Last week Hyperallergic ran a piece asking why the New York Department of Sanitation (DSNY) with a budget of $1.9 billion was asking artists to submit proposals to decorate their trucks for free.
While the artists will supposedly retain all rights to their work,
…artists will receive no compensation, and that they will grant both DSNY and partner organization the Sanitation Foundation the “royalty-free, non-exclusive right to use and/or reproduce the designs for non-commercial and/or educational purposes.”
Artists will have three, seven hour work days to execute their design on a truck at the end of September.
NYC based artists, who face the city’s high cost of living are concerned about the lack of compensation in return for helping DSNY realize their goals.
A few weeks earlier I saw a similar conversation occur in response to a call by an arts advocacy group for submissions of images to be used in a national ad campaign. The winning designer would be compensated for their work. The issue was that artists were being asked to design for a major project on spec without any compensation.
If a designer is doing a logo for a local company, there is a significant amount of work they invest in research, multiple design iterations, etc,. If they are working on spec, that is a lot of time and energy invested that could be spent on other projects with guaranteed payment. For something that would be used nationally in a promotional/awareness campaign, they would likely invest that multiples more effort into research and design with the goal of making it as perfect as possible.
This is something to keep in mind when running poster contents or similar projects in relation to your arts organization. The goal of raising awareness and engagement with your organization is often a worthy one, but evaluate whether it is being done with full consideration of the time and effort that will be required to complete the task to the apparent standard. It is probably best to consult with someone who does similar work before soliciting submissions because what you imagine is a 20 minute effort may actually require two days at minimum.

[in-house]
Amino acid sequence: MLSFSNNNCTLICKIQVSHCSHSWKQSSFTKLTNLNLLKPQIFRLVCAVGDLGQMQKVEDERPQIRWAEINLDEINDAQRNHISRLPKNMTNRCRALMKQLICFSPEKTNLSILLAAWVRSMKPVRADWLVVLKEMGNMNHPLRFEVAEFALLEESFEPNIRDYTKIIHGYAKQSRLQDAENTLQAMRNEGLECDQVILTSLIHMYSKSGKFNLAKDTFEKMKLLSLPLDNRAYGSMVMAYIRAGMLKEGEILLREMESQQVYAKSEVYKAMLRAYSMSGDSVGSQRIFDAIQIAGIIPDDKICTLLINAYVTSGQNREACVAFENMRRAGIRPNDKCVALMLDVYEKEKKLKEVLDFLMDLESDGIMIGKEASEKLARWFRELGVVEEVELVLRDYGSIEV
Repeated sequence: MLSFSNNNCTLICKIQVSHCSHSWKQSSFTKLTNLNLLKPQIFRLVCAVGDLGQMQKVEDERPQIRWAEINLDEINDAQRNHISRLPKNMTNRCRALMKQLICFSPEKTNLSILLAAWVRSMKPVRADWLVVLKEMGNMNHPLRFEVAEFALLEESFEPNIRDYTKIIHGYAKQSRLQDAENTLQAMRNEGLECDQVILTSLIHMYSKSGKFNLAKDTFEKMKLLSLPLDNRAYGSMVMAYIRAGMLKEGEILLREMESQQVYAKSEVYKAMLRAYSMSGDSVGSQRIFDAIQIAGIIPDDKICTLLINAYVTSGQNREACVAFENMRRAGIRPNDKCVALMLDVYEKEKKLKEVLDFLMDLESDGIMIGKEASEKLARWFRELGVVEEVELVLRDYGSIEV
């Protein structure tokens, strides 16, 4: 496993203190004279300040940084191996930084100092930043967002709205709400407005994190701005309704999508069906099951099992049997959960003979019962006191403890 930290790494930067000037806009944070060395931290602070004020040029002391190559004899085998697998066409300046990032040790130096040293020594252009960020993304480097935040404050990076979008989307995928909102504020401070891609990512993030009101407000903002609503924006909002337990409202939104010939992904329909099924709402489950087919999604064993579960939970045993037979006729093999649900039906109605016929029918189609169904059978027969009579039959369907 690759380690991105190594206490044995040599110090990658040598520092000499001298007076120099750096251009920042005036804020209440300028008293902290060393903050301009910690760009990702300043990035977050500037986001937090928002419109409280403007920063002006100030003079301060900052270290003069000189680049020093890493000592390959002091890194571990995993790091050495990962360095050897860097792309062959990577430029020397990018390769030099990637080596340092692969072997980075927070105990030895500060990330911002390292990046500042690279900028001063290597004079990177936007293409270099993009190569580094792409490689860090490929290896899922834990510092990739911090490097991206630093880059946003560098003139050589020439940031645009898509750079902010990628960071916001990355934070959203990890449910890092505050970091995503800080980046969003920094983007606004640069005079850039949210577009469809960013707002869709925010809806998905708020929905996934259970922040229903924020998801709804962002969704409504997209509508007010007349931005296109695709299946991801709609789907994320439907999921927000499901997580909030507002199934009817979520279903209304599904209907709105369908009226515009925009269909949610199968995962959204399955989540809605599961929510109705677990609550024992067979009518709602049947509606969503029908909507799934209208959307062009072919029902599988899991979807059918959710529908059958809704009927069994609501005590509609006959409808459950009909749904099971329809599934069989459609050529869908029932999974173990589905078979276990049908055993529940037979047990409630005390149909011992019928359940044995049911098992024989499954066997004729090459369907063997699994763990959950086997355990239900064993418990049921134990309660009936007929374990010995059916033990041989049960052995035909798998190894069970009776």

1 thought on “Design Ain’t Free”
Hi Joe – I love reading your posts – I just want to chime in on this one as this issue is near and dear to my heart. We’ve been working for about 8 years now with our downtown business development office, Downtown Dayton Partnership on a series of murals and other art “intersections” as we call them, to enliven our city streets. Dayton was hit hard both by the recession and the pandemic and we’ve made public art a priority in bringing back some color – and dignity. In EVERYTHING we do, we have and will continue to, pay artists for their work. We actually also pay for all RFP finalists’ specs – and, as the city’s art center, we use requests for art (for festivals, lobbies, walls in blighted areas), to teach community leaders (and the folks who ultimately write the checks) that we have a culture of and expectation to pay artists – and we actually will not help promote or support any project that does not. Our artists have learned to champion themselves and their work – and have passed that expectation along to most projects for which they are invited. Here’s the latest example – through a state grant and some corporate gifts we just paid 15 artists $750 ea for their design that we then paid 800 ea to our locally-owned vinyl sign shop to create artwraps for downtown electric boxes – https://www.downtowndayton.org/artwraps/. Like many Midwest cities, we are working towards artists having access to opportunities to stay in the area.
Eva Buttacavoli, ED, The Contemporary Dayton (OH)